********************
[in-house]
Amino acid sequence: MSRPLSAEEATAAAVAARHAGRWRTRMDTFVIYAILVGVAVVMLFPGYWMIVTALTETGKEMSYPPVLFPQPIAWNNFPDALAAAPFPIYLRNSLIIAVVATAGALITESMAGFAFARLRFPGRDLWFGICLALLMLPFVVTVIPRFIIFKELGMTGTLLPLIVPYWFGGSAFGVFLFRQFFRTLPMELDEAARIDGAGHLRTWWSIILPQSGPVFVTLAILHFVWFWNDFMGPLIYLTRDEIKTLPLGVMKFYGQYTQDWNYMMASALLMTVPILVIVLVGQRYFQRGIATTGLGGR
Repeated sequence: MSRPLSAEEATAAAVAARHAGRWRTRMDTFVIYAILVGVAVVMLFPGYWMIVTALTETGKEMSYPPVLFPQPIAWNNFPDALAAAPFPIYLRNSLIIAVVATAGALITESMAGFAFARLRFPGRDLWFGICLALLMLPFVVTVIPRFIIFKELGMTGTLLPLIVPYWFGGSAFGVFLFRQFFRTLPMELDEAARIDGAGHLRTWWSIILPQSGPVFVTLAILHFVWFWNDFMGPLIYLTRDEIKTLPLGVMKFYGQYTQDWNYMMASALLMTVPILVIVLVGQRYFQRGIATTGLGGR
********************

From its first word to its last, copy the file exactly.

[in-house]
Amino acid sequence: MSRPLSAEEATAAAVAARHAGRWRTRMDTFVIYAILVGVAVVMLFPGYWMIVTALTETGKEMSYPPVLFPQPIAWNNFPDALAAAPFPIYLRNSLIIAVVATAGALITESMAGFAFARLRFPGRDLWFGICLALLMLPFVVTVIPRFIIFKELGMTGTLLPLIVPYWFGGSAFGVFLFRQFFRTLPMELDEAARIDGAGHLRTWWSIILPQSGPVFVTLAILHFVWFWNDFMGPLIYLTRDEIKTLPLGVMKFYGQYTQDWNYMMASALLMTVPILVIVLVGQRYFQRGIATTGLGGR
Repeated sequence: MSRPLSAEEATAAAVAARHAGRWRTRMDTFVIYAILVGVAVVMLFPGYWMIVTALTETGKEMSYPPVLFPQPIAWNNFPDALAAAPFPIYLRNSLIIAVVATAGALITESMAGFAFARLRFPGRDLWFGICLALLMLPFVVTVIPRFIIFKELGMTGTLLPLIVPYWFGGSAFGVFLFRQFFRTLPMELDEAARIDGAGHLRTWWSIILPQSGPVFVTLAILHFVWFWNDFMGPLIYLTRDEIKTLPLGVMKFYGQYTQDWNYMMASALLMTVPILVIVLVGQRYFQRGIATTGLGGR